Wet traction is an important criteria if your palms sweat in any way (and most of ours do) and/or you practice in a hot room. Even if you aren't shedding big drops of sweat on your mat, the smallest layer of perspiration on your palms can cause you to slip if your mat does not have good wet traction. While most of the models that we tested had a decrease in traction when wet, there were a few that actually improved. Lululemon's The Mat has great wet traction. We even went so far as to dump a cup of water on it and then tried a vinyasa, and we still stuck with no problems or slipping. The slippery-when-dry Prana Synergy was much improved when wet, and the traction on the Kulae Elite Hot Hybrid went from good to great as well. The Jade Harmony Professional still stuck well when wetted and/or with slippery palms. Some mats became quite slippery when wet, most notably the Prana Indigena Natural. The "practice" side has a smooth surface which offers ok traction when dry, but as soon as we wet it, it was like practicing on a Slip and Slide. We even went so far as to flip it over to see if the "bottom" side, which has some surface texture, would be better, but it too was slippery.
Comfort & Stability
This category rated how supported we felt and how stable the mats were to practice on. The whole reason we use a yoga mat is to cushion our body from the floor and protect our joints and bones. But if a yoga mat shifts around underneath you and does not provide a solid surface to practice on, then this defeats the purpose. So we evaluated each mat based on the cushioning provided as well as its stability. If you have knobby knees or pointy hips, cushioning is a crucial criteria as it will make the difference between a happy pose and a painful experience. There is a problem with too much cushioning though. As we mentioned above, once a mat is thicker than 5 mm, it is harder to balance on.
The best performing models in this category were some of the heaviest. The Jade Harmony Professional, Lululemon The Mat, and Prana Indigena Natural all had good cushioning and the weight of the mat helped it stay in one place while we were practicing on it. The Prana E.C.O. and Manduka PROlite were also comfortable, but these lighter mats tended to shift around on us a little bit. The Manduka LiveON was the "jumpiest" mat that we tested. While it has decent cushioning, it did not stay put and shifted underneath us every time we tried to jump from Downward Facing Dog to standing.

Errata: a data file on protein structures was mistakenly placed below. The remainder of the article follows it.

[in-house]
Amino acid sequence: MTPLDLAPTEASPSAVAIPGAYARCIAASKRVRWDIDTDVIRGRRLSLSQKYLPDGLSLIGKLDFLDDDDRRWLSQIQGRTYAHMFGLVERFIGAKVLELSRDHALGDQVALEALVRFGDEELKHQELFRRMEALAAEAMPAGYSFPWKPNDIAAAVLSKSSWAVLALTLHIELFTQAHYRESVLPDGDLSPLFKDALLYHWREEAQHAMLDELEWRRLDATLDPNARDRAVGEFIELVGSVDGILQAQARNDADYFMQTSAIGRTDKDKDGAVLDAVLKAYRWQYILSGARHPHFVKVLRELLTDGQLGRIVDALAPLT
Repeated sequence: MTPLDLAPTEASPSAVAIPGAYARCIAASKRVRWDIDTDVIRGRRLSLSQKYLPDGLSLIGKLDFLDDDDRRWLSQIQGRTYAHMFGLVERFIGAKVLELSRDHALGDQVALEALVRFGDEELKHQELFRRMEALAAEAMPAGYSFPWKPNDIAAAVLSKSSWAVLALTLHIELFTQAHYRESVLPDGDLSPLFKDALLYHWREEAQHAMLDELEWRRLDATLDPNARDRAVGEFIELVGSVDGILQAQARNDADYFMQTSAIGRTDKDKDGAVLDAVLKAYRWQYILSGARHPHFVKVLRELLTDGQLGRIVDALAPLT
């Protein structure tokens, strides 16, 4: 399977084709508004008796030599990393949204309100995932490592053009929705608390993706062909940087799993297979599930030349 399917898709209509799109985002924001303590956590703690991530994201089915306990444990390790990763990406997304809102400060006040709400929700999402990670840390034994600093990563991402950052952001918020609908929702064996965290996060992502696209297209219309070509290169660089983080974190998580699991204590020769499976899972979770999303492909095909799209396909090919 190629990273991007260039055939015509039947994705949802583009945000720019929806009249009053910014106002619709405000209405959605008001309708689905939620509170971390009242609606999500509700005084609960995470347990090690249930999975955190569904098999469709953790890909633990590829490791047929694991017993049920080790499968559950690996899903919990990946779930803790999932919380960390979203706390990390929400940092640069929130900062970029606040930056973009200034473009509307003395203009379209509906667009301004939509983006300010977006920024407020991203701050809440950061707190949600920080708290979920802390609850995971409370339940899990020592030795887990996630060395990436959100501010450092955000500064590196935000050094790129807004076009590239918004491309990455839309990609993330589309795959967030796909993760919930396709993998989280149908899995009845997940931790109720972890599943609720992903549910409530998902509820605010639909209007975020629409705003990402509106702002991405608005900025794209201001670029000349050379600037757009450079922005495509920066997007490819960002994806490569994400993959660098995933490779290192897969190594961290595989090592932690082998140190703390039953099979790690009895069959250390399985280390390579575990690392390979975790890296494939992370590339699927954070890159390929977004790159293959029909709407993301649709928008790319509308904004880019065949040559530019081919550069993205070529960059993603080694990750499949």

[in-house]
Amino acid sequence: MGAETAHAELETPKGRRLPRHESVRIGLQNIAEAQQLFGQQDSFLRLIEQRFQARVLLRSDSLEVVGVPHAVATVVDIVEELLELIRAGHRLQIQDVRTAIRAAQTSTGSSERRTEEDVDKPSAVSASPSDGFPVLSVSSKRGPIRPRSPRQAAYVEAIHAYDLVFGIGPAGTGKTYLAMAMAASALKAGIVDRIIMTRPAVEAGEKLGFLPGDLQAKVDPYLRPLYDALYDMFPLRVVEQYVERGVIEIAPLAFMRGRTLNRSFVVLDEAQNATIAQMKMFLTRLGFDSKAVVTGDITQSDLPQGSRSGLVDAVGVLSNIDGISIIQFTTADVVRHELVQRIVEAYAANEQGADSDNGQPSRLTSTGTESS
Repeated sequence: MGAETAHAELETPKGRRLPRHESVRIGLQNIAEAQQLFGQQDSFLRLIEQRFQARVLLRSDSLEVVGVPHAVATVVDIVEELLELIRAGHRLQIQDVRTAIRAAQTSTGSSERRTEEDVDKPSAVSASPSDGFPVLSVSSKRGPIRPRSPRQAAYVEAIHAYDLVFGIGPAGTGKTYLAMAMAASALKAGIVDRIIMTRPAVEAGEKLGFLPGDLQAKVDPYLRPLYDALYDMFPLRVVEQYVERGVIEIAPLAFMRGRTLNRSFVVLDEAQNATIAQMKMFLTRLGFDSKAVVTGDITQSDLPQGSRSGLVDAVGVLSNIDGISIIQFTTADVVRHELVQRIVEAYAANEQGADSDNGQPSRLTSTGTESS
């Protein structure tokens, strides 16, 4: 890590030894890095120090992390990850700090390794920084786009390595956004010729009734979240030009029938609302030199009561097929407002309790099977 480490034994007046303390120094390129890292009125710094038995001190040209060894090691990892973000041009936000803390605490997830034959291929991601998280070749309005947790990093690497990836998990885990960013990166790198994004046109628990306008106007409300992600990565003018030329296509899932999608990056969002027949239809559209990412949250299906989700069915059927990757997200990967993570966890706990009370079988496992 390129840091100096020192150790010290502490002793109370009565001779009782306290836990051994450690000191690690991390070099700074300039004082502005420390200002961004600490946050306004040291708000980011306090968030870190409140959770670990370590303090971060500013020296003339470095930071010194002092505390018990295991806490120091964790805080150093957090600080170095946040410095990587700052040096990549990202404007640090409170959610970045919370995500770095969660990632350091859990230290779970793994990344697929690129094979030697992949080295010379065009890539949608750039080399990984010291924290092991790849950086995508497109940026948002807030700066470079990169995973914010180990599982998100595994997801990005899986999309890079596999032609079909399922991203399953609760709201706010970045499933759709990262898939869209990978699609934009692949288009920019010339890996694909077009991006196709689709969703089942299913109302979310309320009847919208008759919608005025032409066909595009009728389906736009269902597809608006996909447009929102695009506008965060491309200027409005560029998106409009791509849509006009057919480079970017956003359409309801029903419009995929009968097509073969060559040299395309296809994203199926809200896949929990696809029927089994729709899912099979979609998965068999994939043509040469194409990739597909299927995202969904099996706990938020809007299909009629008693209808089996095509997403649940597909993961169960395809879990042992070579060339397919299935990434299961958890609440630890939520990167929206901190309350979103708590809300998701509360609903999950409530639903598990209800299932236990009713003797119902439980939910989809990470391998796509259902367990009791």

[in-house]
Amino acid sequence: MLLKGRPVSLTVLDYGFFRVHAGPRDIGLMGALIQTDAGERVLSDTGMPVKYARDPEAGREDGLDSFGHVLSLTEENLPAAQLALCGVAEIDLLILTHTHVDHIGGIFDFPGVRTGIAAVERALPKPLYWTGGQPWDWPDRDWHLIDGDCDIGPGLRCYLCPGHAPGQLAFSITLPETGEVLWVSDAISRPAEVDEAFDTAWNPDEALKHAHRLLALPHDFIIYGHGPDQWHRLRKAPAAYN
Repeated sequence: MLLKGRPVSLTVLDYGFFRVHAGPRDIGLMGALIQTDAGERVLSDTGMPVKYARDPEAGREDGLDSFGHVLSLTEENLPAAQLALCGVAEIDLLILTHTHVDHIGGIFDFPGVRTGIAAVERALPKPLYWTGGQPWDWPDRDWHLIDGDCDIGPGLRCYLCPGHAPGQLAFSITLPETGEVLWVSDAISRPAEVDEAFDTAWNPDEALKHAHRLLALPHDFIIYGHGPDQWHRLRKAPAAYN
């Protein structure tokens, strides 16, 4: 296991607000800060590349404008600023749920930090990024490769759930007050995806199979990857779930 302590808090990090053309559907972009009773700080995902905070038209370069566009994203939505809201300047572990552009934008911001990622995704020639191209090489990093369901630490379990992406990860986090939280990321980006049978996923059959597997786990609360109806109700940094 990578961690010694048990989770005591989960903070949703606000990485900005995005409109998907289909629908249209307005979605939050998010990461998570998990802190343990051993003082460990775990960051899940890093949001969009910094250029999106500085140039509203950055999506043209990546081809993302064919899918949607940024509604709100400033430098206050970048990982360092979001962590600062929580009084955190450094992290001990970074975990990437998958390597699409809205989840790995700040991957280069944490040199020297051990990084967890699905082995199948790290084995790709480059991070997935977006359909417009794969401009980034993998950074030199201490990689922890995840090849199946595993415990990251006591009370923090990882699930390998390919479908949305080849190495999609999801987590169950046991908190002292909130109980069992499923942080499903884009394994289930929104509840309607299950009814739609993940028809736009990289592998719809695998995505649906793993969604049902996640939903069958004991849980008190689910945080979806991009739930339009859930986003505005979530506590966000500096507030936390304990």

The towel hybrids did not score well in this category either. The Prana Synergy is only 1.2 mm thick (compared to the 4-5 mm traditional models that we tested) and it was difficult and even painful to try some poses on it, like Dhanurasana (Bow Pose), in which your weight is resting on your hip bones. The Kulae Elite Hot Hybrid is thicker than the Synergy (4 mm) and provided more cushion, but it still did not have the same plush feel of a traditional yoga mat.
Durability is an important consideration when purchasing a yoga mat. Many companies tout their "green" cred via "toxic-free" manufacturing processes and "zero waste" factories. While that's all well and good, the most "green" option is to buy nothing, so if we can get a model that lasts through years of use we are doing a far better thing than if we purchase something that is recyclable but falls apart in six months. While we weren't able to achieve six months of regular use with each mat during our four month testing period, our team of testers practiced at least a dozen times on each model to see if any obvious flaws showed up. We then compared older and well-used mats that we had in our closets to see what a year or two of use did to it.
The model that scored highest for Durability was the Manduka PROlite. It showed no signs or breaking down or wear during our testing period. We also examined a tester's personal mat that has almost two years of regular use on it and it still looks great. No chunks missing, cracking, or wearing away of the upper. This mat is made of PVC (Polyvinyl Cholride). While PVC is not the most "eco-friendly" compound (it's a known carcinogen that releases toxic dioxins when burned) and many manufacturers like to tout that their mats are "PVC free," Manduka asserts that the durability and longevity of this mat outweigh the negative aspects of the material. We'll leave that one up to you to decide – but if you do purchase one the PROlite mats make sure to pick a darker color (the lighter color that we tested marked up easily) that you won't get bored with since you'll be using it for a long time.
We were also impressed with the durability of towel/mat combos that we tested: the Kulae Elite Hot Hybrid and Prana Synergy. These mats are meant to be thrown in the washer after each use (if they get drenched with sweat) and we were skeptical that they could handle repeated washing. However, even after multiple washings there was no separation of the two layers or cracking and flaking of the backing in either of them. Both of these models are clearly well constructed and made to withstand dozens of trips through the washing machine. One tester went so far as to complete a 30 Day Challenge with the Kulae mat (30 classes in 30 days!), and at the end of it the mat still look virtually brand new. This is good news for the Hot Yoga lovers out there who practice daily.